HIV/AIDS Diagnosis

HIV infection is commonly diagnosed by blood tests. There are three main types of tests that are commonly used: (1) HIV antibody tests, (2) RNA tests, and (3) a combination test that detects both antibodies and a piece of the virus called the p24 protein. In addition, a blood test known as a Western blot is used to confirm the diagnosis.

No test is perfect. Tests may be falsely positive or falsely negative. For example, it can take some time for the immune system to produce enough antibodies for the antibody test to turn positive. This time period is commonly referred to as the "testing window period" and may last six weeks to three months following infection. Therefore, if the initial antibody test is negative, a repeat test should be performed three months later. Early testing is crucial, because early treatment for HIV helps people avoid or minimize complications. Furthermore, high-risk behaviors can be avoided, thus preventing the spread of the virus to others.
Testing for HIV is usually a two-step process. First, an inexpensive screening test is done. If that test is positive, a second test (Western blot) is done to confirm the result. Antibody tests are the most common initial screening test used. There are different types of antibody screening tests available:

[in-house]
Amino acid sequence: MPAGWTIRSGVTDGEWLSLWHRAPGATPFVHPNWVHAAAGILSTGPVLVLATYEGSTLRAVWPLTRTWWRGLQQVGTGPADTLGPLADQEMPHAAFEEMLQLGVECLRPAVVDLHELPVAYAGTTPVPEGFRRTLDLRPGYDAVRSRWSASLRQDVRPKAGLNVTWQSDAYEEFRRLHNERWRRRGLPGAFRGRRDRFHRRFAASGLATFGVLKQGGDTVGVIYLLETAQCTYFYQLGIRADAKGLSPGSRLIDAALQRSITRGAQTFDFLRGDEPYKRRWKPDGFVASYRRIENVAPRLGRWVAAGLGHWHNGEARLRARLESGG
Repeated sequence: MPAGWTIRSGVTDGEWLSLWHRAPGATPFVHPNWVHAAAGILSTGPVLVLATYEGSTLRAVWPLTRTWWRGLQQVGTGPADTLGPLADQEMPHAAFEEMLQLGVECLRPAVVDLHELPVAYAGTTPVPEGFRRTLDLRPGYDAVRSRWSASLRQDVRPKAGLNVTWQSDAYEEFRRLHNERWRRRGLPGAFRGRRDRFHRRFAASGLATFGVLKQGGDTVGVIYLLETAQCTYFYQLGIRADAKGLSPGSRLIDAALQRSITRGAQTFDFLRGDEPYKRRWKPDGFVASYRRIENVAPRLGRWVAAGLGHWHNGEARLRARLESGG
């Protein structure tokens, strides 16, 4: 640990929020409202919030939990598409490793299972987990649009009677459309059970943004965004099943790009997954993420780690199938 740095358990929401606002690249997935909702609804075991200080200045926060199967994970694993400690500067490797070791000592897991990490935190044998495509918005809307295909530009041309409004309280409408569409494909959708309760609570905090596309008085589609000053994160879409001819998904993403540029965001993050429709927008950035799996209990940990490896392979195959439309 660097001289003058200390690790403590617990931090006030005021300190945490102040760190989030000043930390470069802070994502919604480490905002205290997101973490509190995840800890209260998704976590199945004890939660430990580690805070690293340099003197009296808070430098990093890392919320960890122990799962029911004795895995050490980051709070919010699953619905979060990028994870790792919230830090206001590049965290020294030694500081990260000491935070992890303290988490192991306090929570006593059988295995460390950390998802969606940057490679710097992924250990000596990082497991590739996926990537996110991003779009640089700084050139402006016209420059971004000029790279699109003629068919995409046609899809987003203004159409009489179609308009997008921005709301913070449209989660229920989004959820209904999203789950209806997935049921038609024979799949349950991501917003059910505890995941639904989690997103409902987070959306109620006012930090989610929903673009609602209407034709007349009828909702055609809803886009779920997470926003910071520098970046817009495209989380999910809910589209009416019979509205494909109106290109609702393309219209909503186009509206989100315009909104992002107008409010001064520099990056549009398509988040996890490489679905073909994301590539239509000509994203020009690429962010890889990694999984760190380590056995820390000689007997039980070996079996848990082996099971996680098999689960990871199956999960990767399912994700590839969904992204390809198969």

• Most commonly, blood is drawn for an enzyme immunoassay (EIA). The test is usually run in a local laboratory, so results can take one to three days to come back.
  • Other tests can detect antibodies in body fluids other than blood such as saliva, urine, and vaginal secretions. Some of these are designed to be rapid tests that produce results in approximately 20 minutes. These tests have accuracy rates similar to traditional blood tests.
  • HIV home-testing kits are available at many local drug stores. Blood is obtained by a finger prick and blotted on a filter strip. Other test kits use saliva or urine. The filter strip is mailed in a protective envelope to a laboratory to be tested. Results are returned by mail in one to two weeks.
  • All positive antibody screening tests must be confirmed with a follow-up blood test called the Western blot to make a positive diagnosis. If the antibody test and the Western blot are both positive, the likelihood of a person being HIV infected is >99%. Sometimes, the Western blot is "indeterminate," meaning that it is neither positive nor negative. In these cases, the tests are usually repeated at a later date. In addition, an RNA test for the virus might be done.
Other tests, such as those that look for virus RNA and the combination test, are not commonly used for screening.


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